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Covid-19 Government Wage Subsidy for Businesses – Criteria, Access, Employer Obligations
23 March, 2020 | Alana Kalinowski
Wage subsidy for businesses
The coronavirus (COVID-19) is impacting the national and global economy. Classification of essential services, changes in consumer spending and government requirements are impacting businesses, employers and employees alike.
In an effort to keep businesses afloat, the government is offering a COVID-19 Wage Subsidy package to support businesses who may otherwise be considering redundancies or reducing employee’s hours .
The subsidy applies to all New Zealand employers, contractors, sole traders, self-employed people, registered charities and incorporated societies.
If you are an employer, contractor, sole trader or self-employed you may apply for the COVID-19 wage subsidy.
If a business, you must be a registered company with employees legally entitled to work in the country.
To qualify, your business must have experienced a 30% decline in actual or predicted revenue for one month in 2020, from January 2020, when compared with the same month in 2019 (e.g. March 2020 compared with March 2019). Importantly, this decline must be COVID-19 related. As a business, you must take active steps to mitigate the spread of COVID-19.
If your business receives the wage subsidy, it must be used for wages only. You must make best efforts to retain employees and pay them a minimum of 80% of their normal income for the subsidised period.
Determining subsidy amount
How much a business may receive depends on whether employees work 19 hours or more per week.
For employees who work 20 hours or more per week, employers will receive $585.80 per employee.
For employees who work less than 20 hours per week, employers will receive $350 per employee.
The subsidy is paid as a lump sum and covers 12 weeks per employee.
Maximum subsidy amounts
Previously, the maximum subsidy was capped at $150,000 per business. This cap has now been removed.
If you have already applied and received the subsidy, but claimed only enough to meet the cap, you can reapply after you have used the subsidy. If you did not specify a limit an additional payment will be made to you automatically.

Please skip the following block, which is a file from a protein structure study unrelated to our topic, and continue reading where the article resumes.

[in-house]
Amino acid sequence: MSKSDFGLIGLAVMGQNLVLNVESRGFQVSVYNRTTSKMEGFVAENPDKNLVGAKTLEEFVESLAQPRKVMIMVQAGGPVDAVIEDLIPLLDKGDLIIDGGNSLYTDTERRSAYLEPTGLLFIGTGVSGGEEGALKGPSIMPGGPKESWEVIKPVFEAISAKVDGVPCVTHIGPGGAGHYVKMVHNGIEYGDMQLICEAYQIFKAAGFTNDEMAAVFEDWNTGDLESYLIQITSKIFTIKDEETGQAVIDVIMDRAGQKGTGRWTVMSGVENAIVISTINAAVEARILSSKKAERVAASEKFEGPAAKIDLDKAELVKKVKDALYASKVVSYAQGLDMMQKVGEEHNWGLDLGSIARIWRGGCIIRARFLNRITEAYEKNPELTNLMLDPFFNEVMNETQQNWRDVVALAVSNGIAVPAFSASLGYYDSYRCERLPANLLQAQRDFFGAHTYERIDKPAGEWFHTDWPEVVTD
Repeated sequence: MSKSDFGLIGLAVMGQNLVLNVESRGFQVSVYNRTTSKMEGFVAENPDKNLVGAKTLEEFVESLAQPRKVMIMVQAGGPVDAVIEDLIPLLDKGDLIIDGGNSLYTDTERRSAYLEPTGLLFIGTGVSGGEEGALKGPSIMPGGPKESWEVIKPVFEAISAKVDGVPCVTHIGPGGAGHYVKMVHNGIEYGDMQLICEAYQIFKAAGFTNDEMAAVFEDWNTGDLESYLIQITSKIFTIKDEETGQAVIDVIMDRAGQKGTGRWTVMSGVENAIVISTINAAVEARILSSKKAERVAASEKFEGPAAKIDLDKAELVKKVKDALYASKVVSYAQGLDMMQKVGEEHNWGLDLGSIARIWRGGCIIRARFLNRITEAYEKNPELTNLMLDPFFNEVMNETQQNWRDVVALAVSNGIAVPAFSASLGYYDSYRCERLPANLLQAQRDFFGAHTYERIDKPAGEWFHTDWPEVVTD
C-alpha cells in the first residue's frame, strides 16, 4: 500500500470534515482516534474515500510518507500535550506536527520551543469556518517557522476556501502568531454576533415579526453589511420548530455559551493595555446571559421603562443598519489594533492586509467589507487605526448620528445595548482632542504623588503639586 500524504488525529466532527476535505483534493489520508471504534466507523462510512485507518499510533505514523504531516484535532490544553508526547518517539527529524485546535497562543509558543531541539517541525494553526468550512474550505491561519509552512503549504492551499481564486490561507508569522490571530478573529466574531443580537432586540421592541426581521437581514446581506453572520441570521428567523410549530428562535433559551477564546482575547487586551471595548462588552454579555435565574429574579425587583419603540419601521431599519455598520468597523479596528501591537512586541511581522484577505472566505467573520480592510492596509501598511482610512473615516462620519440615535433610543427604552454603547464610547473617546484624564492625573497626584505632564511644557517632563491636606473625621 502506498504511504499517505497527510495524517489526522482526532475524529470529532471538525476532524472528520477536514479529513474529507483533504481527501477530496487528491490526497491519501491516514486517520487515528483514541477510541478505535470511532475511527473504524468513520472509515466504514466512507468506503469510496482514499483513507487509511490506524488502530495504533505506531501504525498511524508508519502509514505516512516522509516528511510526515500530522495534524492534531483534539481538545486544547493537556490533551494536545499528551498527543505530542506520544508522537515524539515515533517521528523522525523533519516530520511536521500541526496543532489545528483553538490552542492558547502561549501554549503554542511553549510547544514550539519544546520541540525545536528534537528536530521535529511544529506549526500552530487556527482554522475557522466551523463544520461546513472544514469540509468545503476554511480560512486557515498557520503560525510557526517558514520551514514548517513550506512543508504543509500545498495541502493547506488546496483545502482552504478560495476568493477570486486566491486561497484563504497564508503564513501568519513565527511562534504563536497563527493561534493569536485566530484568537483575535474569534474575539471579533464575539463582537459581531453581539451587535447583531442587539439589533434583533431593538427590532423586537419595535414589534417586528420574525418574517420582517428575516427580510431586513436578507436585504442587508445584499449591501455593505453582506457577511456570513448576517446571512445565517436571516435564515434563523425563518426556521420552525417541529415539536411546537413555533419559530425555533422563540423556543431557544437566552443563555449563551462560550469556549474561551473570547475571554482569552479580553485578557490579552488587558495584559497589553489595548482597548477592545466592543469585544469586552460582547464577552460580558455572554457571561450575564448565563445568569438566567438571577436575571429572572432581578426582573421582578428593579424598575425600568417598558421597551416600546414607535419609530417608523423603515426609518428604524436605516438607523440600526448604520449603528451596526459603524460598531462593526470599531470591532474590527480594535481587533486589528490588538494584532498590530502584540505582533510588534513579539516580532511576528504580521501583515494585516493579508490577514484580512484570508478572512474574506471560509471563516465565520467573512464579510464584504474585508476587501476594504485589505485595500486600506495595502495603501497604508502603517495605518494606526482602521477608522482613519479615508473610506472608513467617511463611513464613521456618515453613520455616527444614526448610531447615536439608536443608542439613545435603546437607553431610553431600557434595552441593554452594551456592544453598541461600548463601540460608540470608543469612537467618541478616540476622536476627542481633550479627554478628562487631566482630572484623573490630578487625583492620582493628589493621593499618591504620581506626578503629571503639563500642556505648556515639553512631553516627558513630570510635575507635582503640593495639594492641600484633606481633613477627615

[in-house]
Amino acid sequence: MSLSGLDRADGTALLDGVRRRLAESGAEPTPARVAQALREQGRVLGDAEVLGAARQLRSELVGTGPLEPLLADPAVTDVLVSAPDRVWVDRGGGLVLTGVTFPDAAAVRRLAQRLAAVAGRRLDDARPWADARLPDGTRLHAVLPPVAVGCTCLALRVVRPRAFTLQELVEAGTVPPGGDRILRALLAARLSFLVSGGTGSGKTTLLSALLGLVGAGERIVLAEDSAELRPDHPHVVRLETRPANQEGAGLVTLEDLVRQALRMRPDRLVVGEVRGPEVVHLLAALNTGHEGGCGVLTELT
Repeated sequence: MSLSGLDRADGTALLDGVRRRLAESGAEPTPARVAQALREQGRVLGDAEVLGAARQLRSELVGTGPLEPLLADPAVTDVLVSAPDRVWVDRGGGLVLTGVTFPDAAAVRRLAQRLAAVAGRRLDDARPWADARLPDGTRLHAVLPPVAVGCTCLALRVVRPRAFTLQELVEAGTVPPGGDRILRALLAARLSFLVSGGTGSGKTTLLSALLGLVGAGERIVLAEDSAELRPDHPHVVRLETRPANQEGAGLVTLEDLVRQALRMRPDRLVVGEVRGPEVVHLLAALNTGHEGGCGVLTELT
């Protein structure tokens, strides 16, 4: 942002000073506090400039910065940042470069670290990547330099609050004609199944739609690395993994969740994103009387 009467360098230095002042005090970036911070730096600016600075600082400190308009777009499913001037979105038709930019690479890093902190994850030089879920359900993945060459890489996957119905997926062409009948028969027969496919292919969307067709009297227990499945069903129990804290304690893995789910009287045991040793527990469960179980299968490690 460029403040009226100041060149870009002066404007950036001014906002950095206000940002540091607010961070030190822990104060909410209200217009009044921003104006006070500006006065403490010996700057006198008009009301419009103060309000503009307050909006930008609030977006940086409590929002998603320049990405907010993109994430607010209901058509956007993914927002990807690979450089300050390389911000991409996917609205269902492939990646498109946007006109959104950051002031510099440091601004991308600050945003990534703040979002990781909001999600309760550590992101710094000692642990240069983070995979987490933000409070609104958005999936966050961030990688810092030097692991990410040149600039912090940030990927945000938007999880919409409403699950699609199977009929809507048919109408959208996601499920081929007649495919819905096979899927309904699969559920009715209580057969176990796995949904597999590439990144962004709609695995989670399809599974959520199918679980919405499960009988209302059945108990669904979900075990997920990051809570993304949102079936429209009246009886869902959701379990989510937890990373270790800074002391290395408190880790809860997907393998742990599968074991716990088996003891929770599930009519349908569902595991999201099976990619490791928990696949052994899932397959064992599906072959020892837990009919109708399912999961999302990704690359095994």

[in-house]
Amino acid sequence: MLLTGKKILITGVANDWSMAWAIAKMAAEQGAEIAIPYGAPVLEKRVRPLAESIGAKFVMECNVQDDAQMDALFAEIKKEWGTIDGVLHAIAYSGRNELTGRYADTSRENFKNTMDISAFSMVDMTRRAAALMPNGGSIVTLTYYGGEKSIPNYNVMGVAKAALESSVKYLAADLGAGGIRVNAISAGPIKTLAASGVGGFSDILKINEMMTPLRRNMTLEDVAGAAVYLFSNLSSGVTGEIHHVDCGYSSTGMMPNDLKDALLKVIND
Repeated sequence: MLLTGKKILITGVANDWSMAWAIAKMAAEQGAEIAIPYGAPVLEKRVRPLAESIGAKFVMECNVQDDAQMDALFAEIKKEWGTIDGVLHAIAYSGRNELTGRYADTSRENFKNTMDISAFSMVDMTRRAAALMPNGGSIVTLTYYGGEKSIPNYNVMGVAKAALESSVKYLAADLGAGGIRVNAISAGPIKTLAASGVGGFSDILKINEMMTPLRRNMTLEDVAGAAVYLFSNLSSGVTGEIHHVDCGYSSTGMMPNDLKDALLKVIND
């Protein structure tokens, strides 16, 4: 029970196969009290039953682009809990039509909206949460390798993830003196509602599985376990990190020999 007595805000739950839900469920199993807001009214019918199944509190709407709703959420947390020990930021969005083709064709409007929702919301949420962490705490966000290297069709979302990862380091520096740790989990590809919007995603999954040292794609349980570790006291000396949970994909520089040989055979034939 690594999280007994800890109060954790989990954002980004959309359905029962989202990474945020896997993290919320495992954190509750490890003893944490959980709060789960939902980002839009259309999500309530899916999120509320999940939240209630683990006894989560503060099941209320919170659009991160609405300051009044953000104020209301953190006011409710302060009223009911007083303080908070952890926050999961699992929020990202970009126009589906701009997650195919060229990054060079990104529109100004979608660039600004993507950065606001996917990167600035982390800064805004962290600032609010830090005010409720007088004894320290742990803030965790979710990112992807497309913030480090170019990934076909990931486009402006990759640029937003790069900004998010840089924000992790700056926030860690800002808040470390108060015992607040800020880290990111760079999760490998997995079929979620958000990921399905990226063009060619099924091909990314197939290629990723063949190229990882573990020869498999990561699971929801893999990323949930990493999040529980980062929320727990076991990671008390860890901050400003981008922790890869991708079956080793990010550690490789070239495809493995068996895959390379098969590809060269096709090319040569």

The government is taking swift steps to administer the subsidy, which means verification may not be required before the subsidy is approved. However, the Ministry of Social Development may check and verify later.
If employers provide false or misleading information, they may be investigated for fraud. Note that employers must notify of any change in circumstances that affect eligibility for the subsidy, and repay any amount to which they are not entitled.
Details of each employee must be given to the Ministry. Privacy obligations remain in force and employers must discuss the application with their employees and obtain specific employee consent (in writing if possible) to provide their information to the Ministry and other agencies. Employees must also consent to how the information will be used.
If your application is declined
If an employer’s application is declined, they can request to have this decision reviewed.
The application will be reconsidered to determine whether the decision to decline was an “informed” decision, including:
- whether all relevant information obtained;
- whether options and implications were considered;
- whether the appropriate decision maker was involved in the decision.
The COVID-19 crisis is unprecedented and confusing. However, the government have acted swiftly to put assistance in place. To avoid a personal grievance or a breach of privacy complaint it is important to follow the correct process. If you have any concerns you should seek legal advice from an experienced employer lawyer before implementing any changes to the terms of your employee’s employment, including applying for the COVID-19 Wage Subsidy on their behalf.